(TD: #17, RC: #63, CT: #67, RR: #16, DH: #27, DP: #37, RT: #43) Geno Atkins may have been surpassed by some of younger interior defensive linemen but he can still get it done on the field, as he proved in 2015. 11 sacks, 17 tackles for a loss and 21 QB hits is a very good season for a defensive tackle. Amazingly it’s not his best single season. But after injuries derailed him for two years after a brilliant 2012 campaign it was great to see him return to form. At his best Atkins is a wrecking ball of a defensive tackle. His quickness off the ball and stoutness at the point of attack makes him very difficult to handle one on one. The presence of Carlos Dunlap on the outside may have made life a little easier for Atkins but he can single-handedly ruin an offenses day, that’s a rare skill. Atkins made his second appearance on the AP first team All-Pro team last season as well as his taking a 4th trip to the Pro Bowl.
Eric Berry, Safety, Kansas City Chiefs
(TD: #56, RC: #27, CT: #29, RR: #15, DH: #52, DP: #30, RT: #28) After a battle with Hodgkin’s Lymphoma that cost him most of the 2014 season, and could have cost him far more, Berry returned to the NFL in 2015 and had an impressive season on the field. Is that “feel good story” rubbing off on his ranking here? Perhaps a little but he performed well against both the run and the pass, helping rookie Marcus Peters look like a megastar and was a major part of Kansas City’s spectacular defense against running backs (3rd in the league) and tight ends (2nd) in the passing game.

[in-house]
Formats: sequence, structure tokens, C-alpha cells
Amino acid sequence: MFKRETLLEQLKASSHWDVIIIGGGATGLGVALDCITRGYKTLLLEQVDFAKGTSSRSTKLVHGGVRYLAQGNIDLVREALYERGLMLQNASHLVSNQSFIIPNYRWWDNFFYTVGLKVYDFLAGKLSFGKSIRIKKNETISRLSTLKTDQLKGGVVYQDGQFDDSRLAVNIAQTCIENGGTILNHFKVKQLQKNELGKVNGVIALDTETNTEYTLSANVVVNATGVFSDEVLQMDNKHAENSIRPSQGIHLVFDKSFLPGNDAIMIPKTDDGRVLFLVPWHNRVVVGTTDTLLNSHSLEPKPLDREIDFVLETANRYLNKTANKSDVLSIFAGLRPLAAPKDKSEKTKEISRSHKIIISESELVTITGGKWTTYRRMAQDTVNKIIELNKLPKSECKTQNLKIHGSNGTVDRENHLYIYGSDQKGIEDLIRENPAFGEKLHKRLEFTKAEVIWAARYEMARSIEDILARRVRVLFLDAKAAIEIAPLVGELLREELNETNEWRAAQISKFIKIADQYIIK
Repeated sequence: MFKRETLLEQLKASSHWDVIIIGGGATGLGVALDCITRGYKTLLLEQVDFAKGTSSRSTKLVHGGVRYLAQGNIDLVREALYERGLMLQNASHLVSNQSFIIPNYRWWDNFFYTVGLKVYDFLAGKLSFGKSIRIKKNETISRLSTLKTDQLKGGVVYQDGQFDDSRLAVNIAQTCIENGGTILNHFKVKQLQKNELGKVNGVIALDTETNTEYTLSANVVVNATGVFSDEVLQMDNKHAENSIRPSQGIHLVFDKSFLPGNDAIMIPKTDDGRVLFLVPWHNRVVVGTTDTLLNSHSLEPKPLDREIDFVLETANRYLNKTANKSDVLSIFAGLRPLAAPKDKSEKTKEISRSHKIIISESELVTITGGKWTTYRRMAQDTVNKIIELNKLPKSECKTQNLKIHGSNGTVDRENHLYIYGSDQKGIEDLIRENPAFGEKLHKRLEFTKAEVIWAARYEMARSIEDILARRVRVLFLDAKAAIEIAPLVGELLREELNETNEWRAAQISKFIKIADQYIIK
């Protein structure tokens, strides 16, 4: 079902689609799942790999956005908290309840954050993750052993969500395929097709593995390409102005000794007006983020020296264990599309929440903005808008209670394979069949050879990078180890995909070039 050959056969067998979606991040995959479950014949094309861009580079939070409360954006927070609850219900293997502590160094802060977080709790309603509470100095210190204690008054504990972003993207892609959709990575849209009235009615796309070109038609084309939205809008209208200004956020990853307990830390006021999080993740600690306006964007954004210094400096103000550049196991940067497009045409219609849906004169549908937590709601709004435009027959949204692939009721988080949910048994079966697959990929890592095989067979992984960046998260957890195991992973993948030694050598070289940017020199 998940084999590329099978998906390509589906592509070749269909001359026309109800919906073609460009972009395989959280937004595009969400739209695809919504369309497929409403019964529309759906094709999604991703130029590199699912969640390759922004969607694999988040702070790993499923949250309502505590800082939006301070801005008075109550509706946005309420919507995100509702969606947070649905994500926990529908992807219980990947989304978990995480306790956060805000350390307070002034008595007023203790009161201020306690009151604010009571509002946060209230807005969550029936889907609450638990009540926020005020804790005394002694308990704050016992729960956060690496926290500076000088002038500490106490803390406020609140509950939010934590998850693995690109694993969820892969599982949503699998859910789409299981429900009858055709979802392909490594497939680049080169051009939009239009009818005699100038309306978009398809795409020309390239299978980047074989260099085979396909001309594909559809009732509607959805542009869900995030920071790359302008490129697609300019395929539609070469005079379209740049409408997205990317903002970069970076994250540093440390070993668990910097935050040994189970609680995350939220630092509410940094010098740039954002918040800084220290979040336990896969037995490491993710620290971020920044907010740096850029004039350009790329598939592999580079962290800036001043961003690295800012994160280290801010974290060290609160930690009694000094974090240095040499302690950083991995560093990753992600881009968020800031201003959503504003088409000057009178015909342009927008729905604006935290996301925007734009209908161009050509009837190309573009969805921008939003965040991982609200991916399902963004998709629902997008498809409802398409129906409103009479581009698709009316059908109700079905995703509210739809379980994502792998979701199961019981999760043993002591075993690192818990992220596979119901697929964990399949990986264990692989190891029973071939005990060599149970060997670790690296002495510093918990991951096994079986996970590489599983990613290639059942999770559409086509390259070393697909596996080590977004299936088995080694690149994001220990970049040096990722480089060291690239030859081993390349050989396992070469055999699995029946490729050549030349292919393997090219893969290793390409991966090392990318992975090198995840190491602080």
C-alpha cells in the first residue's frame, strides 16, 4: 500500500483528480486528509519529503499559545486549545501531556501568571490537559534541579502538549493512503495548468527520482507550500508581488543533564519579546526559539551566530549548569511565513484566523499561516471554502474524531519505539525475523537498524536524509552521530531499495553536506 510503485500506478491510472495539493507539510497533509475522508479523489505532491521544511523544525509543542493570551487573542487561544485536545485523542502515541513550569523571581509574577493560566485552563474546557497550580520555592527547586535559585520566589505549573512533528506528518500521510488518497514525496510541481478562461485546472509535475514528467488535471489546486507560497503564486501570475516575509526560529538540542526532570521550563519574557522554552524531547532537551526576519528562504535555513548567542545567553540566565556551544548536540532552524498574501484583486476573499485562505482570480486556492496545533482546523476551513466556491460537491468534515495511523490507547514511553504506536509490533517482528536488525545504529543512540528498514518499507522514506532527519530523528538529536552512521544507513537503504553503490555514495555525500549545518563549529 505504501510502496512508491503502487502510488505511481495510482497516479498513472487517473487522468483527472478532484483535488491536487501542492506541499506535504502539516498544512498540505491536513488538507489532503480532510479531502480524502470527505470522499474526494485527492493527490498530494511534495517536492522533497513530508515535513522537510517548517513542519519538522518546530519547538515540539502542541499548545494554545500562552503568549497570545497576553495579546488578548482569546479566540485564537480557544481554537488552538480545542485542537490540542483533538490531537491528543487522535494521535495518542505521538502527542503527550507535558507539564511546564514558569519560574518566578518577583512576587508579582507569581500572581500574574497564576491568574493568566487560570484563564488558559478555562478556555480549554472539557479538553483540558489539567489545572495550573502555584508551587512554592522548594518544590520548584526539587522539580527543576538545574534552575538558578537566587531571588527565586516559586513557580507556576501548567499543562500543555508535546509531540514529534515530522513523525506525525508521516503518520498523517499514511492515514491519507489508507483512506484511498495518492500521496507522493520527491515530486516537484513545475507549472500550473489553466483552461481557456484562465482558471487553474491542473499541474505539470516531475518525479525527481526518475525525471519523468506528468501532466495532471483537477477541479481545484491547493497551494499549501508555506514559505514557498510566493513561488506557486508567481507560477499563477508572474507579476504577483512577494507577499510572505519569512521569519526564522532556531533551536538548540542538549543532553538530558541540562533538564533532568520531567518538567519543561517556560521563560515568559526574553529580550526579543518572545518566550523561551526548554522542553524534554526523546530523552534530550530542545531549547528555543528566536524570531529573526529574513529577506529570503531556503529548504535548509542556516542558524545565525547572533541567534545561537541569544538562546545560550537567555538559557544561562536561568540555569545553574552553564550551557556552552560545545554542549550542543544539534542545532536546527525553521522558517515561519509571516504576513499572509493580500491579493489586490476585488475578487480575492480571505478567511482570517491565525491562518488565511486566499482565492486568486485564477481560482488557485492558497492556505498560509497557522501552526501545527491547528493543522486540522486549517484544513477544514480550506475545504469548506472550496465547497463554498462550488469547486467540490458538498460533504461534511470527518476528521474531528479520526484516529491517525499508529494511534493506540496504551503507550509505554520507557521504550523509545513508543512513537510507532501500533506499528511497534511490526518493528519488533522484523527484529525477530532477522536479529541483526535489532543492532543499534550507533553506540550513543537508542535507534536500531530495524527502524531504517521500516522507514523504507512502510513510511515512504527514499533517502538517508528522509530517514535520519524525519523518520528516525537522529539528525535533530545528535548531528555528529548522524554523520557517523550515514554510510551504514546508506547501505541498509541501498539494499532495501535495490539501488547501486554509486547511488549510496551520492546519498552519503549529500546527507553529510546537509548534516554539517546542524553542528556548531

Richard Sherman, Cornerback, Seattle Seahawks
(TD: #26, RC: #23, CT: #27, RR: #47, DH: #29, DP: #57, RT: #27) Surprisingly Richard Sherman is not our highest ranked cornerback. It’s not that he had a bad season, but there were times where he was less Sherman-y than he has been in previous years. He was still terrific. Seattle were ranked first against #1 receivers and he is a huge reason for that. Seattle played a little less of the cover 3 press in 2015 then they had before, and started to move Sherman around the field rather than leave him as the left corner. That seemed to affect his play negatively early in the season but he came roaring back late on, it just wasn’t enough to keep him at the top of the cornerback pile.
Muhammad Wilkerson, Defensive End, New York Jets